Does it seem like your legs are more tired after you’re on your feet all day?
Do you notice swelling and sock impressions on your legs at the end of the day?
Have you ever wondered if prolonged standing may be contributing to your varicose veins?
If so, you’re not alone. Varicose veins are a common medical condition – in fact, about 30% of adults have them. i Varicose veins form because the valves in the veins that should prevent blood from flowing backwards are not working as they should. The increased amount of blood in the vein pushes against the vein walls, which may already be weak, and the vein gets bigger.
Some typical symptoms of varicose veins may include:
- Swelling of the feet, ankle or legs
- Throbbing or burning in the legs
- Heaviness or discomfort in the legs
- Changes in the color of the skin or the skin becoming harder or thicker
- Problems with blood clots
- Bleeding from the vein that’s hard to stop
- A wound, or sore, on the leg that takes a long time to heal
How Varicose Veins Form – Prolonged Standing Is a Risk Factor
Standing all day at work could put you at a potentially higher risk for developing varicose veins.
Veins carry blood back towards the heart. While they do have some muscles that help push blood along, the muscles in our legs that help us walk also play an important role in moving blood.
It makes sense then, that if you sit or stand all day, the leg muscles are not helping push the blood along. Additionally, standing increases the distance that blood has to travel against the pull of gravity, which also may be slowing things down.
There are some interesting connections between being on your feet for too long and varicose veins. The following may contribute to developing or worsening of varicose veins:
- Standing for more than 6 hours a day
- Lifting more than 2200 pounds in a day
- Wearing high heels, which place the calf in a contracted position, meaning the movement of blood through the veins is not helped by the muscular contractions that normally occur with walking ii,iii
Other Important Risk Factors On How Varicose Veins Form
Whether or not you are on your feet all the time is not the only factor that increases your risk for varicose veins. Usually it’s a combination of factors. Other factors that may increase your risk of developing varicose veins might include:
- Genetics – You may have other family members with varicose veins, which may mean you’ve inherited incompetent vein valves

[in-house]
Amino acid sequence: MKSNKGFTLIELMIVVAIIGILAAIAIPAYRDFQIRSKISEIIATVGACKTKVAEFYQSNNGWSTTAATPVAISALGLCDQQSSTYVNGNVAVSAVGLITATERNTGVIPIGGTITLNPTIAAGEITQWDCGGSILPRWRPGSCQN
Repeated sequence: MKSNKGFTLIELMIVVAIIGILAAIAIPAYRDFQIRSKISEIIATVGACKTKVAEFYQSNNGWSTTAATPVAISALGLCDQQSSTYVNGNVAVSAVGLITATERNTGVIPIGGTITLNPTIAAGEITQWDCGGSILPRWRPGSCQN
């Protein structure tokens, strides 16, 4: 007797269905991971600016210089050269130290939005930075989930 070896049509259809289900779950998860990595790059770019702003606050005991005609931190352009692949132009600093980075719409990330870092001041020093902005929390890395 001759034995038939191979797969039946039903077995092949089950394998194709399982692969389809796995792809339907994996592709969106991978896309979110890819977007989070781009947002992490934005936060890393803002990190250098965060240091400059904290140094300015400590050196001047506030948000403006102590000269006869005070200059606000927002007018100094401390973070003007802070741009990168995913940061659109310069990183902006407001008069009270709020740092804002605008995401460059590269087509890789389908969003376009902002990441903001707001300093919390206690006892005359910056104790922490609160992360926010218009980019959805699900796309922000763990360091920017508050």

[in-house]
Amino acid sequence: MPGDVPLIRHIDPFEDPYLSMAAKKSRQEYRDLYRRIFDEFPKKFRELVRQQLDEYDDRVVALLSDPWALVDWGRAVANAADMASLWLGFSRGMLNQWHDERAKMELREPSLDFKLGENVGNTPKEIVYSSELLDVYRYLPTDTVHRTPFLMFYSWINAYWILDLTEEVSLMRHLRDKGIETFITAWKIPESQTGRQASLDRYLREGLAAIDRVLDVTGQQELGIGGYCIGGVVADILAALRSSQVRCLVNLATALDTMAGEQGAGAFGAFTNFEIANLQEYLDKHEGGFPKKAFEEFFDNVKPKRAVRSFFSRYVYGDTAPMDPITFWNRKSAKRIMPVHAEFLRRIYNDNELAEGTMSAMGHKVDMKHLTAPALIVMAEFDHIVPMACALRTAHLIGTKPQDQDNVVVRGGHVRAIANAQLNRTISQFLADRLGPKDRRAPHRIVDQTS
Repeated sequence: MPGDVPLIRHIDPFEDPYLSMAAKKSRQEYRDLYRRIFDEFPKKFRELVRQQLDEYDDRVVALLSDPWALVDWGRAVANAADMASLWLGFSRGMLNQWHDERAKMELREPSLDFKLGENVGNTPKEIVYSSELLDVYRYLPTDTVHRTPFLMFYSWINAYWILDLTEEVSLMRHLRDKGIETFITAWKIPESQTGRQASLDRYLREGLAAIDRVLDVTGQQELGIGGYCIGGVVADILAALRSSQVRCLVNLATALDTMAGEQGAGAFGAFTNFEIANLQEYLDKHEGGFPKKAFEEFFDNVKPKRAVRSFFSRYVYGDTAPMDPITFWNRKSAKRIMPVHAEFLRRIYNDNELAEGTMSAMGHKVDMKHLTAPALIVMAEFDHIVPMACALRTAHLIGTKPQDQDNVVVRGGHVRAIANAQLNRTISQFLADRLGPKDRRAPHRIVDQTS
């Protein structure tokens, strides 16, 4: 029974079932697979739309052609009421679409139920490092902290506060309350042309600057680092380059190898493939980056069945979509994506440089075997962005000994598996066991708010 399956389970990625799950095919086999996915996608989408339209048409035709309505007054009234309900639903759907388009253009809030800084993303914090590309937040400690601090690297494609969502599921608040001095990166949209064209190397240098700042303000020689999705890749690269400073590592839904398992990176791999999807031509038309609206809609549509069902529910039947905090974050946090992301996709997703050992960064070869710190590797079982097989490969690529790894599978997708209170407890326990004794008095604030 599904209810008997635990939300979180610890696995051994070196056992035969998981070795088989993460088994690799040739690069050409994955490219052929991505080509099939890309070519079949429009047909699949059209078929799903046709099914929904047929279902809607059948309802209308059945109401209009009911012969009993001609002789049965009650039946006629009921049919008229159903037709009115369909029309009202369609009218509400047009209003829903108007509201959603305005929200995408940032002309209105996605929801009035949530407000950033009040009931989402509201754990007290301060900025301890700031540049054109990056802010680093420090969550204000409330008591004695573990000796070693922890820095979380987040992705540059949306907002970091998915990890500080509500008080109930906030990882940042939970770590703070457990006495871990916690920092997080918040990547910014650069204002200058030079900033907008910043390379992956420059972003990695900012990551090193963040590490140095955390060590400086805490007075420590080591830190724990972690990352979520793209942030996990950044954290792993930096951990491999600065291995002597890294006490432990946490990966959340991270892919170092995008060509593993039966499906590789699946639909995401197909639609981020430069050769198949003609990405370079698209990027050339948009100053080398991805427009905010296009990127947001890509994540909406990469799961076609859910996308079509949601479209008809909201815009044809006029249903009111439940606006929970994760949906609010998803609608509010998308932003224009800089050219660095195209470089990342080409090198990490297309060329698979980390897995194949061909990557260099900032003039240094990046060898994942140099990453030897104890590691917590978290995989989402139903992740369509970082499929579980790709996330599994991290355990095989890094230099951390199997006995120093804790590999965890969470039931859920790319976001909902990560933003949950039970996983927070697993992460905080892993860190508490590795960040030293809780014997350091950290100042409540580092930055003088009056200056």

- Female hormones – Women are more likely than men to develop varicose veins. It’s widely believed that female hormones cause veins to relax, which can weaken them. There is also an increased risk for varicose veins when taking medications that contain female hormones, such as birth control pills and hormone replacement therapy
- Pregnancy – In addition to an increase in female hormones, the growing fetus puts pressure on the veins. This is usually temporary, and the varicose veins that form during pregnancy often go away after 3 months
- Weight – The veins are put under more pressure if you are overweight or obese – losing weight may help reduce the risk of varicose veins forming iv
To learn more about the risk factors for varicose veins, check out our article “The Top 9 Varicose Vein Risk Factors”
Do you suspect being on your feet alot is worsening your varicose veins? If you’re looking for a way to combat your varicose veins without medical interventions, you might want to start with some simple lifestyle changes. You may be able to get some relief from varicose veins by trying some or all of the following:
- Find time to sit down and elevate your legs – try to do this for 30 minutes, 4 times a day.
- Wear compression stockings while you’re on your feet. These special elastic stockings can be purchased over-the-counter. Depending upon how severe your varicose veins are, your doctor may prescribe stockings with a certain amount of pressure for you. You should put the stockings on when you first wake up, and then take them off before you go to bed each night.
- If you wear high heeled shoes, consider adding more flats into your wardrobe and rotating the types of shoes you wear throughout the week. i,iii
Keep in mind, these changes may not be enough to completely eliminate your varicose veins. If you’ve tried these conservative treatments and are still experiencing painful symptoms, it may be time to talk to vascular specialist. There are minimally invasive treatments that may be able to effectively treat your varicose veins. Speaking with a vascular specialist can be an important next step.
i Lin, F., Zhang, S., Sun, Y., Ren, S., Liu, P., The Management of Varicose Veins. Int Surg, 2015. 100: p. 185-189. https://www.ncbi.nlm.nih.gov/pmc/articles/PMC4301287/
ii Tabatabaeifar, S., Frost, P., Andersen, J., Jensen, L., Thomasen, J., Svendsen, S., Varicose veins in the lower extremities in relation to occupational mechanical exposures: a longitudinal study. Occup Environ Med, 20156. 75: p. 330-7. https://www.ncbi.nlm.nih.gov/pubmed/25575530
iii National Heart, Lung and Blood Institute, How Can Varicose Veins Be Prevented? https://www.nhlbi.nih.gov/health/health-topics/topics/vv/prevention (updated 2/13/2014, accessed 12/4/2016)
iv National Heart, Lung and Blood Institute. Who Is at Risk for Varicose Veins? https://www.nhlbi.nih.gov/health/health-topics/topics/vv/atrisk (updated 1/29/2016, accessed 11/30/2016)